MEDFORD, Ore. – Garrett Watson is only 18 year-old, but a life in contact sports caused approximately nine concussions, and the South Medford football star is constantly dealing with the lasting symptoms.
“There will be days where I’ll wake up in the morning and I’ll forget what happened the night before, what I ate the night before,” he says. “I can’t look at a computer screen for more than thirty minutes without getting a headache.”
Garrett took a proactive approach focusing his senior project on the problem and organizing Friday night’s seminar. One of the seminar’s attendees, David Martin, is a youth football coach.
“The local pop warner leagues have really made great strides in the last three years to protect the kids against concussions,” Martin says. “The Rogue Valley Pop Warner League has actually required the coaches to all do a football training course.”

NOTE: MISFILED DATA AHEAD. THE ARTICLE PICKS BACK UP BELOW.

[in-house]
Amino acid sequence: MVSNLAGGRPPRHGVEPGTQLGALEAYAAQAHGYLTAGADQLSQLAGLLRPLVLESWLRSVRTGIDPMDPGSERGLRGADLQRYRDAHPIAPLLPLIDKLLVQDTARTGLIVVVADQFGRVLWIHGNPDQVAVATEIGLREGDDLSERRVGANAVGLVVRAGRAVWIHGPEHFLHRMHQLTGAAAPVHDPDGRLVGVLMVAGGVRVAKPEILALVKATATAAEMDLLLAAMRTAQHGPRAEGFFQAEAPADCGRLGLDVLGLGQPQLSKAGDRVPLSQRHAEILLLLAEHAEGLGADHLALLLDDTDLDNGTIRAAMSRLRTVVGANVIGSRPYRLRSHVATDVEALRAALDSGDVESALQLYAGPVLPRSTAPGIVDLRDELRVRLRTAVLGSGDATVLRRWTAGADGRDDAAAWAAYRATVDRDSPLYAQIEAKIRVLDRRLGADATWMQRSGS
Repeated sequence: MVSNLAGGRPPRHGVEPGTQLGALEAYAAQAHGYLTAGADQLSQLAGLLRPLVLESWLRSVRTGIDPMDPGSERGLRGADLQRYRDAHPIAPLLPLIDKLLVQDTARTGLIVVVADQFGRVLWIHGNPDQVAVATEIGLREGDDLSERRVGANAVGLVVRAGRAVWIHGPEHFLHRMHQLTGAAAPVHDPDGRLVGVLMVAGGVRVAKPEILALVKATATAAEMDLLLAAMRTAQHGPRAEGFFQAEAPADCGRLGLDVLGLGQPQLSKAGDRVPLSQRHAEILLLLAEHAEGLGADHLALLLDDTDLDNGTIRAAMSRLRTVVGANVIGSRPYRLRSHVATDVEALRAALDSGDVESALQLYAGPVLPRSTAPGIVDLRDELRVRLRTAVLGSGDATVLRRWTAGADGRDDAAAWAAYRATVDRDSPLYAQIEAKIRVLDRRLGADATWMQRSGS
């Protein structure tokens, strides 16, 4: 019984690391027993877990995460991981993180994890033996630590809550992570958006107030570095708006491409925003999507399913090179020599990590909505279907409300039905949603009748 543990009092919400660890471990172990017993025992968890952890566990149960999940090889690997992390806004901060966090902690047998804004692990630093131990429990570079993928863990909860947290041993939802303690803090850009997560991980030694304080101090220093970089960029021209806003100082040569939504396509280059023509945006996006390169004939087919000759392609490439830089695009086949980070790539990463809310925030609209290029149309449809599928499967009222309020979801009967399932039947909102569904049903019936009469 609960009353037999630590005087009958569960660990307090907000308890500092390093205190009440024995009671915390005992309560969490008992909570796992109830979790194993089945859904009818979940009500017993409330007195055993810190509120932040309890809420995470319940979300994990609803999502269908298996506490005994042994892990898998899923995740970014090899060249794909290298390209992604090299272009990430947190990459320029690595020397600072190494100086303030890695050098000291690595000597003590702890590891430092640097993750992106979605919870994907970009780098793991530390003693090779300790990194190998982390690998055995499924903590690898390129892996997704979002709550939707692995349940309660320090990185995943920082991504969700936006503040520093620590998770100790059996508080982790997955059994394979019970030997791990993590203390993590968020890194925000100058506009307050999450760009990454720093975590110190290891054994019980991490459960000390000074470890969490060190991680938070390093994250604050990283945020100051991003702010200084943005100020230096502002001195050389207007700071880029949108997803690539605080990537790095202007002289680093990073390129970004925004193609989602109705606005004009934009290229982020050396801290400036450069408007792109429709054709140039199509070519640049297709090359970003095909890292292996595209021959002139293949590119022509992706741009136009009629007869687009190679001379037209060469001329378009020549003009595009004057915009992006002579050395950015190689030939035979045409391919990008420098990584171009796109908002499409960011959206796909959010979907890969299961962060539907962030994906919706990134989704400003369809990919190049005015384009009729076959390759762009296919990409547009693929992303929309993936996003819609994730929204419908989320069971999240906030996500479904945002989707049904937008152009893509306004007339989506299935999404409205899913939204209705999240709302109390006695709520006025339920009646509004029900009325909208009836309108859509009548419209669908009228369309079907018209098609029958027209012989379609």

It’s not intended to be a scare tactic. In fact, Garrett’s going to play college football next year despite earlier hesitations.
“It is a risk,” Watson says, “but at the same time I know I love this sport. I spent twelve years working at it, and I’m going to continue to play.”
Rather than closing the door to a life in sports, Garrett hopes parents and coaches are educated on the topic.
“I think that people need to be aware of what can happen to kids when it happens,” Watson says, “and more importantly what can it do to their lives.”
For more information on concussions and their effects, go to http://www.bu.edu/cste/about/leadership/, where Watson acquired much of his research.